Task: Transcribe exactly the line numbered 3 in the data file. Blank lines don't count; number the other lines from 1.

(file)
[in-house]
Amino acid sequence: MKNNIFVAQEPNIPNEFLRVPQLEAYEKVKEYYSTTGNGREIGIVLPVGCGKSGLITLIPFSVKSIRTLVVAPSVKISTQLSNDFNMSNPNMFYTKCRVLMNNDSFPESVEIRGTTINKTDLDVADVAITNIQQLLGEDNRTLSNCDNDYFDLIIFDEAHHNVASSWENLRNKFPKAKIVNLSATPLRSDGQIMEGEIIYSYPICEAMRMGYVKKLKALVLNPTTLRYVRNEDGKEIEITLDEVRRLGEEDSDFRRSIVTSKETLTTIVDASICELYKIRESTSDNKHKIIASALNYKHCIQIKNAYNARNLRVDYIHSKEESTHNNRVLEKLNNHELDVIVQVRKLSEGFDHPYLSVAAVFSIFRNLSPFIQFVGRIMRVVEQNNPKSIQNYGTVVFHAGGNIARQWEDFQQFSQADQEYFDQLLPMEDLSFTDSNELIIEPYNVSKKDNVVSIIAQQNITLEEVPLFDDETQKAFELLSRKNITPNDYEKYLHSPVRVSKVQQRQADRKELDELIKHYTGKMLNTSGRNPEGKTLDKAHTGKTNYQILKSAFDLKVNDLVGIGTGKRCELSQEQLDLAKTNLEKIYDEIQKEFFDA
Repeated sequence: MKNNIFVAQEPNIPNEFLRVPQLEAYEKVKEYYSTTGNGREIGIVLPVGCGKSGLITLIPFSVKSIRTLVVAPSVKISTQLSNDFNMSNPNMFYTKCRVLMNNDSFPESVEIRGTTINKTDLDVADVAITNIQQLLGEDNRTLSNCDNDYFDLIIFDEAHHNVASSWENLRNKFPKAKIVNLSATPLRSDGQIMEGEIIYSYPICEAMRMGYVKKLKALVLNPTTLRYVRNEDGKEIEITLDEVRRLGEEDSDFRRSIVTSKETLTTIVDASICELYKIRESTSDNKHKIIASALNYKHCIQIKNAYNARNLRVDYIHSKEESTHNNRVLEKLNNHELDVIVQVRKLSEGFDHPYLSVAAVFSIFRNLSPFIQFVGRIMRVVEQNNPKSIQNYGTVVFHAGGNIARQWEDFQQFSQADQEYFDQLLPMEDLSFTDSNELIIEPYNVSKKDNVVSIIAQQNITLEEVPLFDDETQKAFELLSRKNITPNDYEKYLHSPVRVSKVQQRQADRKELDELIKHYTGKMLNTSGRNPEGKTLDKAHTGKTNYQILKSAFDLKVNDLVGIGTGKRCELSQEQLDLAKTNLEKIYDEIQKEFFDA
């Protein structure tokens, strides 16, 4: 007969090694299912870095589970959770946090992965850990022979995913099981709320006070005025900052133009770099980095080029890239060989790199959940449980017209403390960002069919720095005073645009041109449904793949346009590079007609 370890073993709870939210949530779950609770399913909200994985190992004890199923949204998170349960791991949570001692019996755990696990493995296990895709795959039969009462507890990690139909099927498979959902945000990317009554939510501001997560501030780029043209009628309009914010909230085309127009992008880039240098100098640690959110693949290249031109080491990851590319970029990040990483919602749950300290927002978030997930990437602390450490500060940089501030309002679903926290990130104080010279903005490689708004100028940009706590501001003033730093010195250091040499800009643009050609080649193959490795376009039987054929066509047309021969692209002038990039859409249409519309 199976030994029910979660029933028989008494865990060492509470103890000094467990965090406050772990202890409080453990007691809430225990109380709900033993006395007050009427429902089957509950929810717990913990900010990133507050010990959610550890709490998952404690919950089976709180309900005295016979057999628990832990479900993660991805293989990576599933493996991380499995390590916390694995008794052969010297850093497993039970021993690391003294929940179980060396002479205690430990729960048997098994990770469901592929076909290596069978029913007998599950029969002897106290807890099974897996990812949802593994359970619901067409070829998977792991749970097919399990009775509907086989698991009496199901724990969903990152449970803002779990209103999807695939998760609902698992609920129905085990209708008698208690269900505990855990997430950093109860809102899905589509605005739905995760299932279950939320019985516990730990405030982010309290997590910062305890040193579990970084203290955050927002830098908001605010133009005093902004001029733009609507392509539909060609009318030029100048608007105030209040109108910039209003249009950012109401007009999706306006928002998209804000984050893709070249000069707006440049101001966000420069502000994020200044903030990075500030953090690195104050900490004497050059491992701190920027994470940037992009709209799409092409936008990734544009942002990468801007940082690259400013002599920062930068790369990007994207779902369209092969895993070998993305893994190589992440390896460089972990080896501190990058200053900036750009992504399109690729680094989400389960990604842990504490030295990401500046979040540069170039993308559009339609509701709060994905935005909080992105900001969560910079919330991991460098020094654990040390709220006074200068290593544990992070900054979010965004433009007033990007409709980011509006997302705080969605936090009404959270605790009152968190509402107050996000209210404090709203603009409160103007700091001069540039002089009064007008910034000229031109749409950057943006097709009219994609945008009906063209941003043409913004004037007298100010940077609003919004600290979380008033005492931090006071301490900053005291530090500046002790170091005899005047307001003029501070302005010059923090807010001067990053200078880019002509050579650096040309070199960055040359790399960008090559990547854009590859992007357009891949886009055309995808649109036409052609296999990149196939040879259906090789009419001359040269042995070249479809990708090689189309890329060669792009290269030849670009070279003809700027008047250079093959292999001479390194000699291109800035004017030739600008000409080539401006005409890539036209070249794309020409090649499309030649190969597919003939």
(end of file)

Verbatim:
Repeated sequence: MKNNIFVAQEPNIPNEFLRVPQLEAYEKVKEYYSTTGNGREIGIVLPVGCGKSGLITLIPFSVKSIRTLVVAPSVKISTQLSNDFNMSNPNMFYTKCRVLMNNDSFPESVEIRGTTINKTDLDVADVAITNIQQLLGEDNRTLSNCDNDYFDLIIFDEAHHNVASSWENLRNKFPKAKIVNLSATPLRSDGQIMEGEIIYSYPICEAMRMGYVKKLKALVLNPTTLRYVRNEDGKEIEITLDEVRRLGEEDSDFRRSIVTSKETLTTIVDASICELYKIRESTSDNKHKIIASALNYKHCIQIKNAYNARNLRVDYIHSKEESTHNNRVLEKLNNHELDVIVQVRKLSEGFDHPYLSVAAVFSIFRNLSPFIQFVGRIMRVVEQNNPKSIQNYGTVVFHAGGNIARQWEDFQQFSQADQEYFDQLLPMEDLSFTDSNELIIEPYNVSKKDNVVSIIAQQNITLEEVPLFDDETQKAFELLSRKNITPNDYEKYLHSPVRVSKVQQRQADRKELDELIKHYTGKMLNTSGRNPEGKTLDKAHTGKTNYQILKSAFDLKVNDLVGIGTGKRCELSQEQLDLAKTNLEKIYDEIQKEFFDA